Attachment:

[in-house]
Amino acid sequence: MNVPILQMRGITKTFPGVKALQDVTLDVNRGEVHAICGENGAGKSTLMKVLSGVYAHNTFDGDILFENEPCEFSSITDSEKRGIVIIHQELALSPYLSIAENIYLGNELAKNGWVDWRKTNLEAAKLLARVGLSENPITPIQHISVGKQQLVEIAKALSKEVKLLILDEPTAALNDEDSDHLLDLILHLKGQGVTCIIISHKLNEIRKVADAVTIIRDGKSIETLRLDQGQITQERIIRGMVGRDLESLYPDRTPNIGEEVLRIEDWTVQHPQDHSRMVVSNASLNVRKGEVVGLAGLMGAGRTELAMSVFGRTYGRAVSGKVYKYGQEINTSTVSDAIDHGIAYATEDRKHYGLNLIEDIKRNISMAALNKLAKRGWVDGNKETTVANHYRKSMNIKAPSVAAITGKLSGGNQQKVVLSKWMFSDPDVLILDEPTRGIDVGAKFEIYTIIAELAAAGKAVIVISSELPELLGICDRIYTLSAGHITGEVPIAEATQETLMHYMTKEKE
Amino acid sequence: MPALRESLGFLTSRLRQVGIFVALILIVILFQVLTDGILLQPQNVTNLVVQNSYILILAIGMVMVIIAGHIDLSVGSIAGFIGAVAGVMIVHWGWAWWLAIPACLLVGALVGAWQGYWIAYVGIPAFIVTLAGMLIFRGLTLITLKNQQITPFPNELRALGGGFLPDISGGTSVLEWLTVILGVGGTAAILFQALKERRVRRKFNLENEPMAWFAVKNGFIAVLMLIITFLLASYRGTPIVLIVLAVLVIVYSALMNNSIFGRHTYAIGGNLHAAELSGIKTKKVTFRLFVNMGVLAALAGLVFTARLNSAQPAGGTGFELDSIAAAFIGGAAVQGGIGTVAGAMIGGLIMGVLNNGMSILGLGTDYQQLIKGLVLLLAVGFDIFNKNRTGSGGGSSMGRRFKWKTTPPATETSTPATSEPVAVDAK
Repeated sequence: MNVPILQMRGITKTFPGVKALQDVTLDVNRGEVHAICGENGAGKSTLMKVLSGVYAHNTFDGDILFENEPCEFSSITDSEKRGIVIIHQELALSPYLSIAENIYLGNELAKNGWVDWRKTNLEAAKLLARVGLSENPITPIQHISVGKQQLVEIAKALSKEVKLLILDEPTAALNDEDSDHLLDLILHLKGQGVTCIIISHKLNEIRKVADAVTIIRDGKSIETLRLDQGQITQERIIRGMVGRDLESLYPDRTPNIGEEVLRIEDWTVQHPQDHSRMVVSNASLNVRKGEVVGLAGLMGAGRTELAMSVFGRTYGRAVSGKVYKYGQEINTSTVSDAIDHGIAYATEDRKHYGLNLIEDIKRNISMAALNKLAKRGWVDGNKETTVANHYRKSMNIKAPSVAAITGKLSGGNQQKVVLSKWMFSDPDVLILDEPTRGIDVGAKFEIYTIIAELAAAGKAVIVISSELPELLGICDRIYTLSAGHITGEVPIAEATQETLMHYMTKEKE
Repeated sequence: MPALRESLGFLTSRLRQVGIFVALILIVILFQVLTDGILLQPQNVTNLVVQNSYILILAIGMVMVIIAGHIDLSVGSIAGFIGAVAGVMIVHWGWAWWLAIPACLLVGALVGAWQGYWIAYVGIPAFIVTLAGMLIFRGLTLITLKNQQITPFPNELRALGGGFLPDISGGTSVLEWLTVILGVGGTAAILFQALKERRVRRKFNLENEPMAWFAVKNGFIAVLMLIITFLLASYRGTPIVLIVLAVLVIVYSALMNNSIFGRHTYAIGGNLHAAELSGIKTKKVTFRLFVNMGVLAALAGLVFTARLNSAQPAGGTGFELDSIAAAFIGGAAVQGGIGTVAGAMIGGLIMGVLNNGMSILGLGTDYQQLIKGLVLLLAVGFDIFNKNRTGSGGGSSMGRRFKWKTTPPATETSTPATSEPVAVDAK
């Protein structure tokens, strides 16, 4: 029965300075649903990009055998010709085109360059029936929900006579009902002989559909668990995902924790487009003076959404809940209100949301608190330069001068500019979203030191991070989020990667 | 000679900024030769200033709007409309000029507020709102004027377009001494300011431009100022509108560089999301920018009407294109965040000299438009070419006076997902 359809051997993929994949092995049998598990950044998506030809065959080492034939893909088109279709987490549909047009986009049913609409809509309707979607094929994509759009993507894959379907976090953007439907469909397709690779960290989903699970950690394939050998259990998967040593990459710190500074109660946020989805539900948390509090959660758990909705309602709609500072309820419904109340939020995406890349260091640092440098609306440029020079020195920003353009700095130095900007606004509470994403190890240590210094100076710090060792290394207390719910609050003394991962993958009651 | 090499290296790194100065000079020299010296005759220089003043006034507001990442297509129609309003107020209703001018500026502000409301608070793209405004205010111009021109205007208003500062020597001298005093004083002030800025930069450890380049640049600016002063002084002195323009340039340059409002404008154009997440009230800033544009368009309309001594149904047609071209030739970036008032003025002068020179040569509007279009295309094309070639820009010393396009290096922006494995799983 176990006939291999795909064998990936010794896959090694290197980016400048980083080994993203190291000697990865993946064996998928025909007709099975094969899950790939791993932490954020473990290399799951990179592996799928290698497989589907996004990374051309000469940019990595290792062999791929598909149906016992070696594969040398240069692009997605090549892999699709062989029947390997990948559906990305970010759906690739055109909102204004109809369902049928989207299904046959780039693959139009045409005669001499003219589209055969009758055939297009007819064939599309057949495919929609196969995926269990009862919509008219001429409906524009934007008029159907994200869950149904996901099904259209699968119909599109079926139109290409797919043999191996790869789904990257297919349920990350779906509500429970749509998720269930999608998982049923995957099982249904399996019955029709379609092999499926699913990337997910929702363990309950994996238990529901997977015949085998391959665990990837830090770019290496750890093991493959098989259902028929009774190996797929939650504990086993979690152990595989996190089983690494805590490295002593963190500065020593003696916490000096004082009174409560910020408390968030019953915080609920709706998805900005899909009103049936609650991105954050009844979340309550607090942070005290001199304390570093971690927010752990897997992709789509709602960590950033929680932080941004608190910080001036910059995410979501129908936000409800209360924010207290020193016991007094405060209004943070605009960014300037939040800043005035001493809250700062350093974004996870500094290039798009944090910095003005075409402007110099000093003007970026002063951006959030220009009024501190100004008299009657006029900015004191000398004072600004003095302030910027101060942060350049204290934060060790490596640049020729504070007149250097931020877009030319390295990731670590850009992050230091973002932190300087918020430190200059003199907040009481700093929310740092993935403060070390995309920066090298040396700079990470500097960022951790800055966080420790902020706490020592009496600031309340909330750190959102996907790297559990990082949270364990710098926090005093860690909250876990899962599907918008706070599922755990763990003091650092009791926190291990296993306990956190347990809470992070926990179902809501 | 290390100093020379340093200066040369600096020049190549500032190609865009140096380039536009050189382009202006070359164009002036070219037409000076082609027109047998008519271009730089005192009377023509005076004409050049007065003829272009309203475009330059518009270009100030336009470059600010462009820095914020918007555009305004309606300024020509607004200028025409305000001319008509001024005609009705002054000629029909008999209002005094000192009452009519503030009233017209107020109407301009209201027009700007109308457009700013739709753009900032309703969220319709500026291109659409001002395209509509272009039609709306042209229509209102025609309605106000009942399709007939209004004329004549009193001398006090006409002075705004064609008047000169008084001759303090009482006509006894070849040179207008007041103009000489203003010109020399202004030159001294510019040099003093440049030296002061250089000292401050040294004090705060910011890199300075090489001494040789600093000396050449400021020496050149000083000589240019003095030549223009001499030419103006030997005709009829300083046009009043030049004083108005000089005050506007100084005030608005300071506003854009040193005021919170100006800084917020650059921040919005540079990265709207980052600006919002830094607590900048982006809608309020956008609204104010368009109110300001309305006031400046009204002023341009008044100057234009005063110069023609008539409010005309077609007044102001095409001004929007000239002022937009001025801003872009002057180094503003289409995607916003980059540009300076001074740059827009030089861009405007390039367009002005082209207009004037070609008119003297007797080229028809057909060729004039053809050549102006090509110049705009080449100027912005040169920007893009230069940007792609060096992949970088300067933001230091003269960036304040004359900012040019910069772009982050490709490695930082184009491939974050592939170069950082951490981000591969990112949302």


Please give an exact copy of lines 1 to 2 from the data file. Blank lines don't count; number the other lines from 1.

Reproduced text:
[in-house]
Amino acid sequence: MNVPILQMRGITKTFPGVKALQDVTLDVNRGEVHAICGENGAGKSTLMKVLSGVYAHNTFDGDILFENEPCEFSSITDSEKRGIVIIHQELALSPYLSIAENIYLGNELAKNGWVDWRKTNLEAAKLLARVGLSENPITPIQHISVGKQQLVEIAKALSKEVKLLILDEPTAALNDEDSDHLLDLILHLKGQGVTCIIISHKLNEIRKVADAVTIIRDGKSIETLRLDQGQITQERIIRGMVGRDLESLYPDRTPNIGEEVLRIEDWTVQHPQDHSRMVVSNASLNVRKGEVVGLAGLMGAGRTELAMSVFGRTYGRAVSGKVYKYGQEINTSTVSDAIDHGIAYATEDRKHYGLNLIEDIKRNISMAALNKLAKRGWVDGNKETTVANHYRKSMNIKAPSVAAITGKLSGGNQQKVVLSKWMFSDPDVLILDEPTRGIDVGAKFEIYTIIAELAAAGKAVIVISSELPELLGICDRIYTLSAGHITGEVPIAEATQETLMHYMTKEKE